Stop the Infestation: 4 Easy Steps to Installing a Spotted Lanternfly Trap

FILE - This Sept. 19, 2019, file photo shows a spotted lanternfly at a vineyard in Kutztown, Pa. According to Rhode Island state environmental officials, Friday, Aug. 6, 2021, the insect that can cause damage to native trees and agricultural crops has been found recently in the state. (AP Photo/Matt Rourke, File)

By Ashley Adams

April 10, 2023

According to the Pennsylvania Department of Agriculture, the spotted lanternfly could cost the state thousands of jobs and hundreds of millions of dollars per year if efforts are not taken to control the invasive species.

Spotted lanternflies have been bugging Pennsylvanians since they were first discovered in Berks County in 2014. 

Since then, they’ve spread throughout two-thirds of the state (or 51 of 67 counties) — all but the state’s northern tier counties and northwest corner.

Not only annoying, the lanternfly causes serious damage to plants, trees, and vines. When they feed, they give off a sugary substance that aids in the growth of black sooty mold.

If not contained, the lanternfly could potentially drain the commonwealth’s economy of $324 million annually and cause the loss of 2,800 jobs. Economists at Penn State’s College of Agricultural Sciences estimated the impact on industries most susceptible to the bugs, including nurseries, vineyards, Christmas tree growers, and hardwood producers.

Depending on how quickly the warm weather unfolds this spring, lanternfly eggs will hatch around the end of April into the beginning of May.

From mid-May into June, lanternflies are non-flying, black-and-white spotted crawlers that can be found on a variety of trees, shrubs, and roses. The bugs then turn red with black patches and white spots in late June through July before turning into the more familiar — and more destructive — flying adults.

There are a variety of options for managing these annoying bugs, but one way to kill a lot of them without using insecticides is to trap them. The immature lanternflies are often blown off the trees and then walk up the trunk of trees to feed again. We can take advantage of this predictable behavior by using traps to catch them as they climb up.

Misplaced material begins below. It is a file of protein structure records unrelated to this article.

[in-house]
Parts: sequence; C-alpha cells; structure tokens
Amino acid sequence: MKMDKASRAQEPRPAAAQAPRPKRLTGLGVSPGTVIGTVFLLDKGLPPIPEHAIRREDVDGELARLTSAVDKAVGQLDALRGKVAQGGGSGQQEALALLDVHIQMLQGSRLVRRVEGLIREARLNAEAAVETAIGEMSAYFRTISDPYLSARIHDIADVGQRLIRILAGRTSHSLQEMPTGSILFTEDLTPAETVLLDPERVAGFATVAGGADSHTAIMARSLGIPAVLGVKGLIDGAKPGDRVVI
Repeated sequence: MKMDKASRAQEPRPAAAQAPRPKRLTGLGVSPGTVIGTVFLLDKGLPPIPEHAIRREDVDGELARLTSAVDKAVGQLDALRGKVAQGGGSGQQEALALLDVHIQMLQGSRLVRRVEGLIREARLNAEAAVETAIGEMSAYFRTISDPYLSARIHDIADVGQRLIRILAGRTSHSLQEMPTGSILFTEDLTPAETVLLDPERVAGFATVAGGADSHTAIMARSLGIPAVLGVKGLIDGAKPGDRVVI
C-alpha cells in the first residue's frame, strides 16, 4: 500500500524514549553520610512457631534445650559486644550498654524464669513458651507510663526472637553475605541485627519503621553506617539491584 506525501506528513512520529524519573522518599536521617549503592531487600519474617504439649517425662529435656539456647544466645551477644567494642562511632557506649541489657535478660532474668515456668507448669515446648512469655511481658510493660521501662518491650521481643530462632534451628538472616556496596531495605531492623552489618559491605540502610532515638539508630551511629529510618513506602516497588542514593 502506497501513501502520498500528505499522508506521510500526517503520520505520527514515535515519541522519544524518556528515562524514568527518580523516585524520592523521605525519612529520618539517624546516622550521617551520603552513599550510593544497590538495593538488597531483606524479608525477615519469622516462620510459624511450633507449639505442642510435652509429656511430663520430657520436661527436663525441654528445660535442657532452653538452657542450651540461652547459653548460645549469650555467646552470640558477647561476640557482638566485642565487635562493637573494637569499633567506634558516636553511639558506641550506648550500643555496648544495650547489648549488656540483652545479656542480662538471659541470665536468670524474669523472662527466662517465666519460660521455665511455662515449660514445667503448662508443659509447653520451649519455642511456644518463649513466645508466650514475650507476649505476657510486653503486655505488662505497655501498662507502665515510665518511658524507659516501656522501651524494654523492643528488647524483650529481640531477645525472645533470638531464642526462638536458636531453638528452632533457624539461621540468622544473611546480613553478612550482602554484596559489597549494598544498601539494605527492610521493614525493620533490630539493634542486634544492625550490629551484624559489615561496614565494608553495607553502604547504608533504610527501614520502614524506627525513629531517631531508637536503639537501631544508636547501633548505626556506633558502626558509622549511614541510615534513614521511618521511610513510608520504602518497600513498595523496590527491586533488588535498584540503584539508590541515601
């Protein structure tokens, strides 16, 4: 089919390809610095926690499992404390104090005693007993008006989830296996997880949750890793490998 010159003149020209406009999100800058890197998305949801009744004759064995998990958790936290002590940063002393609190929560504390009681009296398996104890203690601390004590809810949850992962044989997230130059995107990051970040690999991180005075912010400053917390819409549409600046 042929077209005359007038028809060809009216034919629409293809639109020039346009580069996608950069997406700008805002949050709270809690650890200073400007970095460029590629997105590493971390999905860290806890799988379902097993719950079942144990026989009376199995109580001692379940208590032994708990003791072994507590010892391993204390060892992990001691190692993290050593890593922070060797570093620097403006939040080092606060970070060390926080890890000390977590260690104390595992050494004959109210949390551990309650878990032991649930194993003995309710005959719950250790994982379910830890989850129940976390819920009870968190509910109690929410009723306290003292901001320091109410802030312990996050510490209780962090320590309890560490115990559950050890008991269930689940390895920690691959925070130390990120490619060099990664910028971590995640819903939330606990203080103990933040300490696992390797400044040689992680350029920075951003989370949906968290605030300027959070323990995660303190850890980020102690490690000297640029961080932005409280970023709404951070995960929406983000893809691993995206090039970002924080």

Sticky bands placed around tree trunks have been found to trap spotted lanternflies. Trapping unintended targets, including songbirds and beneficial insects, is a major drawback to this method of control, but you can use a wildlife barrier to greatly reduce the chance of catching other wildlife.

Sticky bands can be purchased at your local hardware store or online. You can also use flypaper, duct tape, and other tacky materials to create a sticky band around the tree.

You should only install sticky bands on trees where you see spotted lanternfly activity. 

Follow these steps to catch spotted lanternflies in your backyard using sticky bands and a wildlife barrier:

Step 1

Place the sticky band about four feet from the ground. Wrap it tightly against the bark of the tree.

Step 2

Look for and eliminate any gaps at the bottom of the sticky band to prevent lanternflies from climbing up the tree underneath the band.

Step 3

Secure the tightly wrapped sticky band with staples or pushpins.

Step 4

Check the sticky band every day to ensure no other animals have been caught. If you have caught another type of animal, do not attempt to free it yourself. Instead, cover the rest of the sticky area with something like tissue paper, remove the trap from the tree, and contact animal control for assistance freeing the trapped animal.

How to Create a Wildlife Barrier

To create an effective wildlife barrier around your sticky band you’ll need flexible window screening and push pins.

Step 1

Cut a strip of window screening that is about one-and-a-half times the diameter of the tree and about three times as wide as the sticky band.

Step 2

Attach the window screening to the tree above the sticky band with push pins, pleating it as you attach it so that it stands out from the tree and does not stick to the band.


  • Ashley Adams

    In her 16 years in the communications industry, Ashley Adams has worn many hats, including news reporter, public relations writer, marketing specialist, copy editor and technical writer. Ashley grew up in Berks County and has since returned to her roots to raise her three children.

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